Why Study Economics?

Josh Wright —  13 February 2006

There are a lot of good reasons. Perhaps these will be the subject of another post. But earning potential has never been a big one. I recall an economics professor of mine during my undergraduate years at UCSD frequently describing the job of an economist as “talking money without ever earning any.” A recent study of undergraduate job placements suggests that this might be changing, noting that economics/finance majors experienced the greatest growth in starting salaries from 2005 levels.

Plus, you could win a Nobel Prize! Ok … Ok … I know … it is not a “real” Nobel, but it is pretty impressive nonetheless.

4 responses to Why Study Economics?


    You are right on both counts Geoff. The “naming” (or appeal to Alfred’s original intentions) point seems a silly one by my lights as well, and a thin cover for the type of aversion you speak of.

    By the way, I should make clear that I do not necessarily believe that the gap between economics and “real” sciences is as large as some. But even accepting those arguments,I believe that the proposition that economics is not a “real science” does not address its meaningful contributions to policy.


    True enough. I don’t dispute the underlying contention that economics isn’t a science quite like the other sciences that get Nobels. I just think that the implicit argument that this is true in part because Alfred Nobel didn’t endow a prize for economics (and we shouldn’t sully his excellent judgment now) is a silly one. Beyond that, I take issue with the contentions that a) the world is made worse off if people even believe economics might be in the same class as physics, and b) that people must so believe if economics has its own “Nobel” — again I ask, do people think literature is a science? At root, whatever the slight logic of the argument, its true origins quite clearly lie in an ideological aversion to the use of economics in policy decisions. It’s just not about whether economics is or is not a true “science,” or whether it is an affront to Alfred to award a prize to economics in his name. That’s just cover.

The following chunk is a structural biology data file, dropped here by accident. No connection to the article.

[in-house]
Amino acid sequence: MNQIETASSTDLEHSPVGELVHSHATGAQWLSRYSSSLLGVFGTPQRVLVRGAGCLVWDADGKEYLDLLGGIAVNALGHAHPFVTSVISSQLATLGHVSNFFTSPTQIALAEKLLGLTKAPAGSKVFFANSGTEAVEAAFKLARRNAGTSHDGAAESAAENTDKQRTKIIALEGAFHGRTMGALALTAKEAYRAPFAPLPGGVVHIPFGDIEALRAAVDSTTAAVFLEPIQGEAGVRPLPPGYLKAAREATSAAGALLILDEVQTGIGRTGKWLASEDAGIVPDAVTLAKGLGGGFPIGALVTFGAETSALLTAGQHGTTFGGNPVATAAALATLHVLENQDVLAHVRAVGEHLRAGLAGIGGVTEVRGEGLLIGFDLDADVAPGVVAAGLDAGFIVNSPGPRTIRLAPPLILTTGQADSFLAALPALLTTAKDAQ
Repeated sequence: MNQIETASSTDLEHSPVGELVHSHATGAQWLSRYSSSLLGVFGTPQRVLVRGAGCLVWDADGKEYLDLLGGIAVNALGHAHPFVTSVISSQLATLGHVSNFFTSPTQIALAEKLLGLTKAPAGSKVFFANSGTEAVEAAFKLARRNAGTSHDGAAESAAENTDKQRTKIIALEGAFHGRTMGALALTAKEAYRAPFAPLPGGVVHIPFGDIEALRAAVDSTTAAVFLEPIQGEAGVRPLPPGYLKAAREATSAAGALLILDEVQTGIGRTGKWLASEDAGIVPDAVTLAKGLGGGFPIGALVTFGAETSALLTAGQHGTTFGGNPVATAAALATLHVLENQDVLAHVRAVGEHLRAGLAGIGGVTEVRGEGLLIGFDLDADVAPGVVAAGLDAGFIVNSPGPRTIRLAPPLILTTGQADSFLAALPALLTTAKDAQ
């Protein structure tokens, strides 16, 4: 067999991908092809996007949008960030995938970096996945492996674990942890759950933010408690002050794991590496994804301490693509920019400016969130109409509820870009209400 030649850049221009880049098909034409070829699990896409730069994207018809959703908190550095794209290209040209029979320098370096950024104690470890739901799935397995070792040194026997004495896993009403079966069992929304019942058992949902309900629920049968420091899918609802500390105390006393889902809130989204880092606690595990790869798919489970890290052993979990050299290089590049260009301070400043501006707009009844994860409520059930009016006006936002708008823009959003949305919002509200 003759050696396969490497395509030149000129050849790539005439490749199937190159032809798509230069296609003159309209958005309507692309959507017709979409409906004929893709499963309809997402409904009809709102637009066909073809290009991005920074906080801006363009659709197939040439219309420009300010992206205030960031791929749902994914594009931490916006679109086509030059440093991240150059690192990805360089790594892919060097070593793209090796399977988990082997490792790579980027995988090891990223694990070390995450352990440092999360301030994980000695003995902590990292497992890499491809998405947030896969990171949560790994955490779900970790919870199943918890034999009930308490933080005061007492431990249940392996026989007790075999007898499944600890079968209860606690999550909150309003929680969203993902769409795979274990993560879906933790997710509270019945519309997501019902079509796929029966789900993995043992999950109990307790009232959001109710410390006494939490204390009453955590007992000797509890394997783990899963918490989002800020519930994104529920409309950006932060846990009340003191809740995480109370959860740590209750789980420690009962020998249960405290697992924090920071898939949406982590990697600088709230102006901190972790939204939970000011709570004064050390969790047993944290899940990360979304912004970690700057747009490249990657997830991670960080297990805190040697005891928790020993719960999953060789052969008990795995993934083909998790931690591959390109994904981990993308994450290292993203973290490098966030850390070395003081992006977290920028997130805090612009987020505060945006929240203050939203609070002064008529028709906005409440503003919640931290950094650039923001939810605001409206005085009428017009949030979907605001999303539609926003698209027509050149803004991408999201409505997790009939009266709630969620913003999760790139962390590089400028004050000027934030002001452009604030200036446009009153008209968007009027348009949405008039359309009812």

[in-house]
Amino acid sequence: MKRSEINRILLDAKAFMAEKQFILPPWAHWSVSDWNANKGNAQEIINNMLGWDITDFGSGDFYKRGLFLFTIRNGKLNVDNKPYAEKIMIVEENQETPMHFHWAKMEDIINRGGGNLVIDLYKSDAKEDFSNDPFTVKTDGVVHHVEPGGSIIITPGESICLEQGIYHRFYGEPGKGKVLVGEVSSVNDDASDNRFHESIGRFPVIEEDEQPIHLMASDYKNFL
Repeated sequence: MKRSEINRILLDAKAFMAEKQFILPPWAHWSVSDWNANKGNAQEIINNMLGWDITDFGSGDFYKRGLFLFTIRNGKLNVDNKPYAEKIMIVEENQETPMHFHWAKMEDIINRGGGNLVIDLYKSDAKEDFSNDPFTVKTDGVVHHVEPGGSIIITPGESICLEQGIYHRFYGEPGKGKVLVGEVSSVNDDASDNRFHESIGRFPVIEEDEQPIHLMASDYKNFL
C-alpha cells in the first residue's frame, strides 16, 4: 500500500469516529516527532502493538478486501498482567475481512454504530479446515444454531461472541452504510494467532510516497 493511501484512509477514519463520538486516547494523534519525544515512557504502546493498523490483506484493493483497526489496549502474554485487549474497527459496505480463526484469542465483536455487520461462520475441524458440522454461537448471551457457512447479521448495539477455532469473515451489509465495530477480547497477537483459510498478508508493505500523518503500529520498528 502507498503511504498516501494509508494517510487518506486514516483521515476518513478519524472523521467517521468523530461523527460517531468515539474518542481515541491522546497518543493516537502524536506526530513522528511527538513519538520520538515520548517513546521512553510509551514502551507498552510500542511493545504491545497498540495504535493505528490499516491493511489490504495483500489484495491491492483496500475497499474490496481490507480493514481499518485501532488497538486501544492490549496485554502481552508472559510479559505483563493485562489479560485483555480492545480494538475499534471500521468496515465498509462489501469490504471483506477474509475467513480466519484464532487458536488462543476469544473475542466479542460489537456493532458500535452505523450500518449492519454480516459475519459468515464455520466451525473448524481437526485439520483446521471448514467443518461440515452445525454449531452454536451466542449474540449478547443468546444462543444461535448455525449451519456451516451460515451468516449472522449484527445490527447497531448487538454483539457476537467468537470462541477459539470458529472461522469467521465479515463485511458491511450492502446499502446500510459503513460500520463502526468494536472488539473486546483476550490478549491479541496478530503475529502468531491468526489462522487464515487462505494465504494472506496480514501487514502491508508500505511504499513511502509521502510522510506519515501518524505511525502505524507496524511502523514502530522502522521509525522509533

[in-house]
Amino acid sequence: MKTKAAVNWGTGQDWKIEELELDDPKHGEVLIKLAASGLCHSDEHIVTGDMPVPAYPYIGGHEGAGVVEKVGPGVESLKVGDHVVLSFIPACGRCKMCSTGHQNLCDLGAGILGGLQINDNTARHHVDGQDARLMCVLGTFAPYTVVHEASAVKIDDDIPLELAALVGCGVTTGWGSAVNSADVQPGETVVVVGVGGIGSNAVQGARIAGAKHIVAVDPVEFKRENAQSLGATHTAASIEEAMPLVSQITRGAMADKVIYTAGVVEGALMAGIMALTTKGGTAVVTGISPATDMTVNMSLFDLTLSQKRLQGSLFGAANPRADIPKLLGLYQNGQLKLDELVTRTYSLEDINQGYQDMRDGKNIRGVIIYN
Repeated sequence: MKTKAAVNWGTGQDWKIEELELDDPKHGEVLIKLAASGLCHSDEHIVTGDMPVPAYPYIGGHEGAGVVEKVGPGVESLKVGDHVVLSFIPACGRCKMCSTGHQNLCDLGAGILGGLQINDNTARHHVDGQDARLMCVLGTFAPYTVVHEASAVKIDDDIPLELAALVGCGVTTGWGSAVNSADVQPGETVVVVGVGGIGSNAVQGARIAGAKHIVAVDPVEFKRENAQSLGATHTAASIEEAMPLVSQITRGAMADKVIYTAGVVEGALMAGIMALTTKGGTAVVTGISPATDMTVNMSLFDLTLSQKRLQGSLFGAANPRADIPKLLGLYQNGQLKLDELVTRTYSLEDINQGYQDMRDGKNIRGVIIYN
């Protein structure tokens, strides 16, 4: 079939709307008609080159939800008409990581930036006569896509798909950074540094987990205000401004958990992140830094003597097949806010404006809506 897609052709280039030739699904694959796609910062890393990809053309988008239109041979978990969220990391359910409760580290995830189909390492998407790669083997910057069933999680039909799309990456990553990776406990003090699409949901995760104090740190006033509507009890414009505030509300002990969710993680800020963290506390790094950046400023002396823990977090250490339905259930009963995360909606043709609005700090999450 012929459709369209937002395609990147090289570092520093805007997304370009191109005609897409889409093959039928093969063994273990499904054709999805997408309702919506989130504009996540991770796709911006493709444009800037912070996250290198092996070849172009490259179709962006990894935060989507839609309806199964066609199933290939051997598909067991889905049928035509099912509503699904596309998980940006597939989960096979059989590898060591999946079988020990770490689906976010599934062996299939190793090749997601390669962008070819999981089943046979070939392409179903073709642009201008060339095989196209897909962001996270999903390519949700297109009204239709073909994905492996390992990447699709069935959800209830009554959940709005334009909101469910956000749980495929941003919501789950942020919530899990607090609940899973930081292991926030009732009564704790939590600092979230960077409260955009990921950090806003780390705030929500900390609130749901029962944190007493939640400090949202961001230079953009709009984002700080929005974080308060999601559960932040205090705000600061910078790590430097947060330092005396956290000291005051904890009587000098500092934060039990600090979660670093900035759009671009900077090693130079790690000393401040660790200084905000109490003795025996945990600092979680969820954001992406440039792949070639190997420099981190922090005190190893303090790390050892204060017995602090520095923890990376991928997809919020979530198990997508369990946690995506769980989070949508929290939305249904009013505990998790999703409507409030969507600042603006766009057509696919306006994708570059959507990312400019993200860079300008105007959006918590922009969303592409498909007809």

I am, of course, sympathetic to your suggestion that categorizing economists with “real scientists” can, at most, amount to harmless error.

    While there is aesthetic value in much of economic theory, I am a believer that the primary contribution of economics comes from contributions to policy, i.e. improving welfare. Perhaps this characteristic distinguishes economics from “real” sciences? Maybe this feature makes economics sufficiently unlike the decidedly hard sciences such that Nobel consideration is inappropriate, though I admit to not fully understanding this argument.

    Hal Varian has an excellent piece about this point where he writes that an economist is better compared to an engineer than a physicist (or to a doctor rather than biologist, etc.). One can certainly quarrel about the magnitude of this contribution, or whether it is properly worthy of Nobel consideration (and I think it is), but there should not be much debate about its existence.


    At the risk of pissing off Brian Leiter (not, it would seem, a very good idea), I have always wondered at the “the Economics Nobel is not really a Nobel” meme. I mean, other than pettiness, what other explanation is there for the insistence that Alfred didn’t authorize a prize for economics, so the so-called Economics Nobel isn’t really in the same class as the other ones? The implication is that Economics isn’t as “real” a science as the others, but if part of your support for that proposition is that some Swedish guy didn’t think to accord it the same status as, say, physics, your argument may be a little, shall we say, weak. Plainly (and admittedly in Leiter’s case), the problem is that the name confers “science” status on something that doesn’t, in some people’s minds, deserve it. But is that really true? Do people think literature and peace are sciences because they have Nobel prizes? Would it help if someone established a Nobel prize in philosophy?